Devoted to random acts of kindness since its inception, the Boo Radley Society at Ohio State works to bring smiles to the faces of students across campus.
“I wanted to join this organization because I saw its mission of spreading kindness to other people as something that I feel the world really needs,” said Cassie Smith, president of the Boo Radley Society and a fourth-year in communication.
The group is named after the character in Harper Lee’s “To Kill a Mockingbird,” who is originally viewed as a horrible person, but is later revealed to actually be behind the random acts of kindness seen throughout the novel.
Since the group’s creation five years ago, Boo Radley has planned more than 30 random acts of kindness around the campus community each semester. On an individual basis, Smith said group members strive to bring happiness to students who might be struggling with the everyday stressors of life and college.
“There’s some times where you get so consumed with studying and stress that you forget to enjoy the moments of life,” she said. “I feel like Boo Radley is a really awesome opportunity where we can use candy or high-fives or really simple stuff to have a really meaningful impact on somebody’s day.”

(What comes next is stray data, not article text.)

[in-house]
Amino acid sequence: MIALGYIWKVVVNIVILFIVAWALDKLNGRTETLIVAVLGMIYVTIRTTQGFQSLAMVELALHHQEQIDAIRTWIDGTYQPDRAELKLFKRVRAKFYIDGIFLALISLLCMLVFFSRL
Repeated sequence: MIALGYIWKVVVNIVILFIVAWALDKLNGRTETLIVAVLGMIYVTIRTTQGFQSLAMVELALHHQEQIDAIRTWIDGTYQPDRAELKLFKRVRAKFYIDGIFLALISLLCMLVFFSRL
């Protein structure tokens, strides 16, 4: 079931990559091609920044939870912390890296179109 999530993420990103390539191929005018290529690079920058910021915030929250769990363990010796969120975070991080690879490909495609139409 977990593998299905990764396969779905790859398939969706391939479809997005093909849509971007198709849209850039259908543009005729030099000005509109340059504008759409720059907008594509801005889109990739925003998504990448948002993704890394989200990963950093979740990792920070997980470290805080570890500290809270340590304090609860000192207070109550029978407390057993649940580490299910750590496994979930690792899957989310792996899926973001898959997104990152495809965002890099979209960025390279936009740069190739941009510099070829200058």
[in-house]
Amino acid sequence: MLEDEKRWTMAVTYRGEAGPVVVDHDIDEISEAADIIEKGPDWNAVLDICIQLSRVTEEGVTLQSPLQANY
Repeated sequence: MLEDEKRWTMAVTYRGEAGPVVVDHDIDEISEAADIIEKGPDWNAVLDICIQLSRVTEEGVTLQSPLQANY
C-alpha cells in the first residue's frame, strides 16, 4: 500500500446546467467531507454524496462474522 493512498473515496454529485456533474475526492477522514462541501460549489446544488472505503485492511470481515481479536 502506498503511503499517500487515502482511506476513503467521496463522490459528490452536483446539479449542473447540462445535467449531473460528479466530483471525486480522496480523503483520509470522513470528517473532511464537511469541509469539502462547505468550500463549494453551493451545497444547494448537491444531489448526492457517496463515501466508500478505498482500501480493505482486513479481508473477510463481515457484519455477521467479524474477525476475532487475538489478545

Members celebrate getting through a week of classes with high-five Friday, where they greet students on The Oval with high-fives.
This year Boo Radley collaborated with the men’s glee club for “Chivalry is Not Dead Day,” an entire day dedicated to courteous acts of handing out flowers and singing to students on The Oval.
The group’s acts of kindness aren’t limited to special events. During finals each semester, group members pass out candy and notes across campus to help encourage students throughout the week.
Ali Little, a second-year in dental hygiene, said the best part of being in the group is sharing positivity and kindness with others.
“I think it makes campus a better place if we have a more positive vibe,” she said. “I know how important it is for a lot of people for one person to say hi to them or give them a smile.”
Smith said the Boo Radley Society firmly believes that the simplest gestures of kindness can generate a big impact on a community and in turn make the world a better place. The organization hopes that its acts of positivity encourage others to do the same.
“This mission of kindness is truly applicable in any facet of campus regardless of whether you’re a student, a teacher, faculty, or staff member,” Smith said.